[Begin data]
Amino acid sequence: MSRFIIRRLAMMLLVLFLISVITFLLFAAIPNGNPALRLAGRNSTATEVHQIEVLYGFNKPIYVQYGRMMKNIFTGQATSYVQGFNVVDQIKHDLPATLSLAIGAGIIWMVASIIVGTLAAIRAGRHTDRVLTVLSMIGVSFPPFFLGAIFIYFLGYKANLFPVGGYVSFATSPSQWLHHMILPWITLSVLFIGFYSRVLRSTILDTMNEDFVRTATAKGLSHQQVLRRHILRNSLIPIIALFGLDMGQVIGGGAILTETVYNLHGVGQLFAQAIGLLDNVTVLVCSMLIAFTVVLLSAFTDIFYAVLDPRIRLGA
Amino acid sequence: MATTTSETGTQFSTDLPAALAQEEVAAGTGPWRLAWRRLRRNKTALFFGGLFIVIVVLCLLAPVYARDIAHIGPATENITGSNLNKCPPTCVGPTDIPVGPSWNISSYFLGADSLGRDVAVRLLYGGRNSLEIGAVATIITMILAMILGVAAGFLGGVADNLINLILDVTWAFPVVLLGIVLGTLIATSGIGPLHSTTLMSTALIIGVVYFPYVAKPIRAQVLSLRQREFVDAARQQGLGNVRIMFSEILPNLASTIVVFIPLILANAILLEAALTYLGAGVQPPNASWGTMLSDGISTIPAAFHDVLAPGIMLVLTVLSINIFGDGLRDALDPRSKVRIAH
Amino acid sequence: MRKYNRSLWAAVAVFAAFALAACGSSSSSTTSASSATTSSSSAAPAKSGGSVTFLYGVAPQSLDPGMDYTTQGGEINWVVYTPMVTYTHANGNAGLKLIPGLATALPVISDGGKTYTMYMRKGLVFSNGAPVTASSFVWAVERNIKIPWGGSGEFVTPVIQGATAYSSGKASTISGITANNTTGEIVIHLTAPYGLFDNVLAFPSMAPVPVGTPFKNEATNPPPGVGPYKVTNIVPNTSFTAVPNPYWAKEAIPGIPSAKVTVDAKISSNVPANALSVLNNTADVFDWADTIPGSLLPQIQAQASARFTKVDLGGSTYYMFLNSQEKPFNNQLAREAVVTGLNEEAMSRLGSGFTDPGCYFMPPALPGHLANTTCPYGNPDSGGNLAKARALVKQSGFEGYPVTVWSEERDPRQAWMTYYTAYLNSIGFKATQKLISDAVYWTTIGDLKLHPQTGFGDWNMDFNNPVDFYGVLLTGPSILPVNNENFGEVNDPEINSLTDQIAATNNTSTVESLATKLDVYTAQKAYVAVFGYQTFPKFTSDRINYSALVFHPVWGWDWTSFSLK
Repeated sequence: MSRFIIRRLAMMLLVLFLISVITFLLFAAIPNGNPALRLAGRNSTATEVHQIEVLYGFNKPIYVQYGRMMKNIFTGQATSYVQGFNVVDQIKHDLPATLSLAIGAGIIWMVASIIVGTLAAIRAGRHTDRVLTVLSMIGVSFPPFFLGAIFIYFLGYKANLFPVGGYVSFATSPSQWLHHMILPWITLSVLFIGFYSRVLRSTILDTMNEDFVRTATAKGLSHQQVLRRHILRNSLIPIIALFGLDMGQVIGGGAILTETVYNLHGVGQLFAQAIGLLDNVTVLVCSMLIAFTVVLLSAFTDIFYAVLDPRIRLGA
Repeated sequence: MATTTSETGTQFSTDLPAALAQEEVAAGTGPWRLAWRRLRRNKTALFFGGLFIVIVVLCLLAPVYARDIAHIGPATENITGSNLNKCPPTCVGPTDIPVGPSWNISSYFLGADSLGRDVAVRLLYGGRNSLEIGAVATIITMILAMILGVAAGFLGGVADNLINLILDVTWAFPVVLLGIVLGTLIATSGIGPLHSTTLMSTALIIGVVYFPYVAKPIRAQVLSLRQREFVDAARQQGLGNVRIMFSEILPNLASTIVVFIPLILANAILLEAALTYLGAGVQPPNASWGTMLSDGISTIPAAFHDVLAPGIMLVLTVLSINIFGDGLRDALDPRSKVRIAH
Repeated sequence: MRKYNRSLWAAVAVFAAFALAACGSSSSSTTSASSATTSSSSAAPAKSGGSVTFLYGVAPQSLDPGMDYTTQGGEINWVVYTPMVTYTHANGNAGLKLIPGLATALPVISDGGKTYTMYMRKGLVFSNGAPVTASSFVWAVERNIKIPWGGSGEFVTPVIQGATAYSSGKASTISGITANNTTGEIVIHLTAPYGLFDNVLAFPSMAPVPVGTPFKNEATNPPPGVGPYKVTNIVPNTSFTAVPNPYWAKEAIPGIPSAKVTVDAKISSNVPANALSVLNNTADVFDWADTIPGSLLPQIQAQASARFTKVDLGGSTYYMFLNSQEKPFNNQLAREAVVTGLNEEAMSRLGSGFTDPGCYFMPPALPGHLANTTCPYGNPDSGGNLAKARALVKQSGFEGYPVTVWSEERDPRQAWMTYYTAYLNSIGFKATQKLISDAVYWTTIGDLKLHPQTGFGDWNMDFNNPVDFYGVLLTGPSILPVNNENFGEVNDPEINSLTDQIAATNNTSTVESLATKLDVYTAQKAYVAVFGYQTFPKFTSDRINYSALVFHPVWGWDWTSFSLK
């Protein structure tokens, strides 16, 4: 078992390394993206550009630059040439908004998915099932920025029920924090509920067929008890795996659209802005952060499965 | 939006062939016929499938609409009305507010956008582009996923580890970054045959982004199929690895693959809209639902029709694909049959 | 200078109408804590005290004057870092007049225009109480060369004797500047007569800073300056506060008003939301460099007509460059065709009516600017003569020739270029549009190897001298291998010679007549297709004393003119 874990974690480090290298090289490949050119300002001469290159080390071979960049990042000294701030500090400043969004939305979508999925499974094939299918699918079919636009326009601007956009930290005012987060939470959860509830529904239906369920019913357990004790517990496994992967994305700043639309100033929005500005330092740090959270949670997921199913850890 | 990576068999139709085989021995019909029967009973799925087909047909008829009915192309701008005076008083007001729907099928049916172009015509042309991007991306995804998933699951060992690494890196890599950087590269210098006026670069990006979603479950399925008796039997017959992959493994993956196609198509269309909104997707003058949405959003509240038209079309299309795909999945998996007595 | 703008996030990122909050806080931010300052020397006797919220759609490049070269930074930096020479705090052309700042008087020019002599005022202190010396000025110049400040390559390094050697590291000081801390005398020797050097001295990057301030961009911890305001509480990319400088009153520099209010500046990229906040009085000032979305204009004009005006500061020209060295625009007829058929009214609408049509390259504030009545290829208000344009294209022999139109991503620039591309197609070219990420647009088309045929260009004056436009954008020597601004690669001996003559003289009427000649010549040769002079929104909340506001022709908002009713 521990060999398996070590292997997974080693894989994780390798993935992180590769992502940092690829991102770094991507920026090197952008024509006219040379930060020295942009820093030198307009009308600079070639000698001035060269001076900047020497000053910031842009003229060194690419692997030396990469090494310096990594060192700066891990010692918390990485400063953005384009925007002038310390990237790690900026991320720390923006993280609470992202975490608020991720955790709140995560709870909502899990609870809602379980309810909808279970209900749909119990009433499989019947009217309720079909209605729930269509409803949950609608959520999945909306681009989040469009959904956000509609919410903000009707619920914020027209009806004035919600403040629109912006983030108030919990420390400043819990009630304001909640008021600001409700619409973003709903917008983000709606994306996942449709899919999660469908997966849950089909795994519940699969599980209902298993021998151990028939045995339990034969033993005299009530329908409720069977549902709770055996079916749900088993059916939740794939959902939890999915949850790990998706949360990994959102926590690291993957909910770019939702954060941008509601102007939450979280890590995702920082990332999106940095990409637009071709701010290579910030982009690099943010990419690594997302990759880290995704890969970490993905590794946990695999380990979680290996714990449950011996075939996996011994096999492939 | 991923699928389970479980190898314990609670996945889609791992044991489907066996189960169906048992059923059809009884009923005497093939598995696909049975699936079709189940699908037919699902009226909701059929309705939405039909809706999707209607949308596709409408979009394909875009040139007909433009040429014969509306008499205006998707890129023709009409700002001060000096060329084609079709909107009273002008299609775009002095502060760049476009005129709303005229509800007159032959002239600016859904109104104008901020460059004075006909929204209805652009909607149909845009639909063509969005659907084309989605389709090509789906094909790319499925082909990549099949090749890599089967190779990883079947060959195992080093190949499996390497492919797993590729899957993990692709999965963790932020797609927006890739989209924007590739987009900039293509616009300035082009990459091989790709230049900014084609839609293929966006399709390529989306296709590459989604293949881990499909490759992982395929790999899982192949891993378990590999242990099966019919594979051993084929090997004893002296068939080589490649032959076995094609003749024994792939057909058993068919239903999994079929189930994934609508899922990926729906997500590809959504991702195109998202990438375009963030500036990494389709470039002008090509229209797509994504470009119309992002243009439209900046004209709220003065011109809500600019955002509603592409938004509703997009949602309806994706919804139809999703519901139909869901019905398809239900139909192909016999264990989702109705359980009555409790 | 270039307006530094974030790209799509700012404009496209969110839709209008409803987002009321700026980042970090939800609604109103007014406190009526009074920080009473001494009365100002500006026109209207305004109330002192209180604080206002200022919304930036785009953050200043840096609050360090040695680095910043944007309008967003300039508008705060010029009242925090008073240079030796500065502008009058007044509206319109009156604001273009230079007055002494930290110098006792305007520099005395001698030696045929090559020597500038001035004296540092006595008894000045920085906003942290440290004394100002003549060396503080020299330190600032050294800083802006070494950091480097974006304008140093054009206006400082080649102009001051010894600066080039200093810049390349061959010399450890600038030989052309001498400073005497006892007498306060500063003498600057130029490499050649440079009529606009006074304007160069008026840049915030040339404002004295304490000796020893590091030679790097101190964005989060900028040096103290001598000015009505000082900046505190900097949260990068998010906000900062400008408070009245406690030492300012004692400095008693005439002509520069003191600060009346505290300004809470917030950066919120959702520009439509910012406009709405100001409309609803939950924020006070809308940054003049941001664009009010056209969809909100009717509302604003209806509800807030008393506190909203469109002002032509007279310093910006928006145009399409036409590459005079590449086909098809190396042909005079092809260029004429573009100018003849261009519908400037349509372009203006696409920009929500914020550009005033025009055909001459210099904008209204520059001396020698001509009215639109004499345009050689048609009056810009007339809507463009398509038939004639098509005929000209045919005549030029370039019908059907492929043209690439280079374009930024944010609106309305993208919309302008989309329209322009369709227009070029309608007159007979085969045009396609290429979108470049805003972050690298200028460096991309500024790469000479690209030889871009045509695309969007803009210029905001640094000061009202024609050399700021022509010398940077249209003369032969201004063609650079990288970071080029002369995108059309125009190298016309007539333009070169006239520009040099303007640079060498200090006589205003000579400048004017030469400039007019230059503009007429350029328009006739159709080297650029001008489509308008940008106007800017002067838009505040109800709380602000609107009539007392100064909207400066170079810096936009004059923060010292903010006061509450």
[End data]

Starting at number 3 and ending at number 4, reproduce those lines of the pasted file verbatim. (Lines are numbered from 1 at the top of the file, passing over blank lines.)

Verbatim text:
Amino acid sequence: MRKYNRSLWAAVAVFAAFALAACGSSSSSTTSASSATTSSSSAAPAKSGGSVTFLYGVAPQSLDPGMDYTTQGGEINWVVYTPMVTYTHANGNAGLKLIPGLATALPVISDGGKTYTMYMRKGLVFSNGAPVTASSFVWAVERNIKIPWGGSGEFVTPVIQGATAYSSGKASTISGITANNTTGEIVIHLTAPYGLFDNVLAFPSMAPVPVGTPFKNEATNPPPGVGPYKVTNIVPNTSFTAVPNPYWAKEAIPGIPSAKVTVDAKISSNVPANALSVLNNTADVFDWADTIPGSLLPQIQAQASARFTKVDLGGSTYYMFLNSQEKPFNNQLAREAVVTGLNEEAMSRLGSGFTDPGCYFMPPALPGHLANTTCPYGNPDSGGNLAKARALVKQSGFEGYPVTVWSEERDPRQAWMTYYTAYLNSIGFKATQKLISDAVYWTTIGDLKLHPQTGFGDWNMDFNNPVDFYGVLLTGPSILPVNNENFGEVNDPEINSLTDQIAATNNTSTVESLATKLDVYTAQKAYVAVFGYQTFPKFTSDRINYSALVFHPVWGWDWTSFSLK
Repeated sequence: MSRFIIRRLAMMLLVLFLISVITFLLFAAIPNGNPALRLAGRNSTATEVHQIEVLYGFNKPIYVQYGRMMKNIFTGQATSYVQGFNVVDQIKHDLPATLSLAIGAGIIWMVASIIVGTLAAIRAGRHTDRVLTVLSMIGVSFPPFFLGAIFIYFLGYKANLFPVGGYVSFATSPSQWLHHMILPWITLSVLFIGFYSRVLRSTILDTMNEDFVRTATAKGLSHQQVLRRHILRNSLIPIIALFGLDMGQVIGGGAILTETVYNLHGVGQLFAQAIGLLDNVTVLVCSMLIAFTVVLLSAFTDIFYAVLDPRIRLGA